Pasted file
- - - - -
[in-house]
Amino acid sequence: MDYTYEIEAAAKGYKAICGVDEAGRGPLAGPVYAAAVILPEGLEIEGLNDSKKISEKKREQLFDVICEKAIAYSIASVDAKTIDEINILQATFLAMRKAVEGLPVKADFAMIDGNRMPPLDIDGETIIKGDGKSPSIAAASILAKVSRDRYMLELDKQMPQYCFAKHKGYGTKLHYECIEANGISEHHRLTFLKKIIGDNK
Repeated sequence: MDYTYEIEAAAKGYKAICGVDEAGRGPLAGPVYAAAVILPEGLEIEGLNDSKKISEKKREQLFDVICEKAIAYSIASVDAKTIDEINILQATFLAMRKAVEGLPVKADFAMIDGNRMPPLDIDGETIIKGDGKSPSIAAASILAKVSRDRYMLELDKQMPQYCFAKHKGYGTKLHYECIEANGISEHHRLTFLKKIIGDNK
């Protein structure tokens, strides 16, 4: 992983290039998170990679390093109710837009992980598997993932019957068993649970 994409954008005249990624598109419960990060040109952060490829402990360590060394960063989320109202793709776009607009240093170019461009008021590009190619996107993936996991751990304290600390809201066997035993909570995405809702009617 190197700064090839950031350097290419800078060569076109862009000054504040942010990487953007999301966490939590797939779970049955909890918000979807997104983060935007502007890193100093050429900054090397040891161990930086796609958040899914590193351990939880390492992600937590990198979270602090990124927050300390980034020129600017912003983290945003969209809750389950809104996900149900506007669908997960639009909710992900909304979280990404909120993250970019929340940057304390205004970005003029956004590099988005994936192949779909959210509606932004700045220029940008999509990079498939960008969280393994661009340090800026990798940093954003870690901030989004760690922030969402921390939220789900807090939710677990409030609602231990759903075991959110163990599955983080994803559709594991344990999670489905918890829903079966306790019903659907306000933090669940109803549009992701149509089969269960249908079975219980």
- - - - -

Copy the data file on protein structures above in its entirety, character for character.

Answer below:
[in-house]
Amino acid sequence: MDYTYEIEAAAKGYKAICGVDEAGRGPLAGPVYAAAVILPEGLEIEGLNDSKKISEKKREQLFDVICEKAIAYSIASVDAKTIDEINILQATFLAMRKAVEGLPVKADFAMIDGNRMPPLDIDGETIIKGDGKSPSIAAASILAKVSRDRYMLELDKQMPQYCFAKHKGYGTKLHYECIEANGISEHHRLTFLKKIIGDNK
Repeated sequence: MDYTYEIEAAAKGYKAICGVDEAGRGPLAGPVYAAAVILPEGLEIEGLNDSKKISEKKREQLFDVICEKAIAYSIASVDAKTIDEINILQATFLAMRKAVEGLPVKADFAMIDGNRMPPLDIDGETIIKGDGKSPSIAAASILAKVSRDRYMLELDKQMPQYCFAKHKGYGTKLHYECIEANGISEHHRLTFLKKIIGDNK
């Protein structure tokens, strides 16, 4: 992983290039998170990679390093109710837009992980598997993932019957068993649970 994409954008005249990624598109419960990060040109952060490829402990360590060394960063989320109202793709776009607009240093170019461009008021590009190619996107993936996991751990304290600390809201066997035993909570995405809702009617 190197700064090839950031350097290419800078060569076109862009000054504040942010990487953007999301966490939590797939779970049955909890918000979807997104983060935007502007890193100093050429900054090397040891161990930086796609958040899914590193351990939880390492992600937590990198979270602090990124927050300390980034020129600017912003983290945003969209809750389950809104996900149900506007669908997960639009909710992900909304979280990404909120993250970019929340940057304390205004970005003029956004590099988005994936192949779909959210509606932004700045220029940008999509990079498939960008969280393994661009340090800026990798940093954003870690901030989004760690922030969402921390939220789900807090939710677990409030609602231990759903075991959110163990599955983080994803559709594991344990999670489905918890829903079966306790019903659907306000933090669940109803549009992701149509089969269960249908079975219980």